This book explores the business strategies of patents in the context of Microsoft’s attempt to remake its image this decade. The authors of the book are Marshall Phelps, the architect of IBM’s successful patent licensing program, and David Kline, the author of Rembrandts in the Attic – the standard against which all books on patent business strategy are measured.
The book describes how Microsoft used its patent portfolio to build relationships with its customers, like Toshiba. The vehicle for it to accomplish this goal was patent cross licensing deals. However, before Microsoft could make any progress in these deals they had to drop their non-assertion of patents clause. Microsoft had invented this clause in order to compensate for their weak patent portfolio in the 90s.
Microsoft also used its patent portfolio to repair its image with the Venture Capital industry. This required opening up Microsoft’s patent portfolio for licensing by start-ups, something it had been unwilling to do. Patents and the associated technology that were not being actively used were could now be licensed by start-up companies. This initiative became Microsoft’s de facto venture arm. The book explores numerous ways to use a patent portfolio beyond the standard, license for revenue or as a barrier to entry.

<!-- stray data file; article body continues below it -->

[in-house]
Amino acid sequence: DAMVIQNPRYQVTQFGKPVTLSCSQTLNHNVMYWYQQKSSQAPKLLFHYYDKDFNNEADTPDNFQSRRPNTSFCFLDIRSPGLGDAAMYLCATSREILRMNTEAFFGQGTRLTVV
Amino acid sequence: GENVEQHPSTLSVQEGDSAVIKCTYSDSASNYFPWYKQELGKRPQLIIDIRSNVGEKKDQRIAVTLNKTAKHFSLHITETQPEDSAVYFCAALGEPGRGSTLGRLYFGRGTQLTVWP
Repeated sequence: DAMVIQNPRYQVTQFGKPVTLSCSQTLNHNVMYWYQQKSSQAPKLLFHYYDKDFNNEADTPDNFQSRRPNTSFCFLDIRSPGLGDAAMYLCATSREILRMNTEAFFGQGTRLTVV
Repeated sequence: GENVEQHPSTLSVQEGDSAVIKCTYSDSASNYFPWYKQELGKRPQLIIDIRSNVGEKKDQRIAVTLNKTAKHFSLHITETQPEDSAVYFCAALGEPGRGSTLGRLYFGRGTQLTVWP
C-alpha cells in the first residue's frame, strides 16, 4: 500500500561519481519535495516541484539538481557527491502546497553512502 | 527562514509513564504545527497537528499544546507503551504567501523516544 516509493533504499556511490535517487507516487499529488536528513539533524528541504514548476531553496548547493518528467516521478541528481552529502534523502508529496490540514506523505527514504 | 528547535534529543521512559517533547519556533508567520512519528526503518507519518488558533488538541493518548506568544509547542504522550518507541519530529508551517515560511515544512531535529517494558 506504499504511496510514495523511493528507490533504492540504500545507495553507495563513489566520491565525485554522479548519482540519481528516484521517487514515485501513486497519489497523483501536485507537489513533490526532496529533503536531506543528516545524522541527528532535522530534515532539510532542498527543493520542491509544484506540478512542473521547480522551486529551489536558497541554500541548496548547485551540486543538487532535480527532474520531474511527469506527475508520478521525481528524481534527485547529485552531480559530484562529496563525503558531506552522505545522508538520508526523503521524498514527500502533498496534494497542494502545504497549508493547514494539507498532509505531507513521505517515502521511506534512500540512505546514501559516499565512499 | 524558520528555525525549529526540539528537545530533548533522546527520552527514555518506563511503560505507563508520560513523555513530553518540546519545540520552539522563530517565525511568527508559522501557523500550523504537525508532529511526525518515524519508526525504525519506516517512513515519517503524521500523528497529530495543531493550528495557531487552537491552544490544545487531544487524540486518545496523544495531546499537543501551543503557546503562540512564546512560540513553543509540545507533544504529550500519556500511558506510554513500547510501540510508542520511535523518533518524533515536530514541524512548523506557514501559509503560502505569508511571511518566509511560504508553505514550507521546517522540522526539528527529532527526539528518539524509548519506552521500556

Beyond this the book explores the importance of patents to both companies and countries. The book states,
In every country studies-whether rich or poor-economists have found that it is not capital resources or infrastructure or education, but rather the strength of a country’s intellectual property system, that is the primary spur to technological development and economic growth.
Unfortunately, Washington does not seem to be listening. Politicians and many economists are either proposing spending to pursue consumption or strengthening our banking system to spur capital formation. No one is proposing strengthening our patent system which has been severely weakened in the last decade. For more information see Intellectual Property Socialism.
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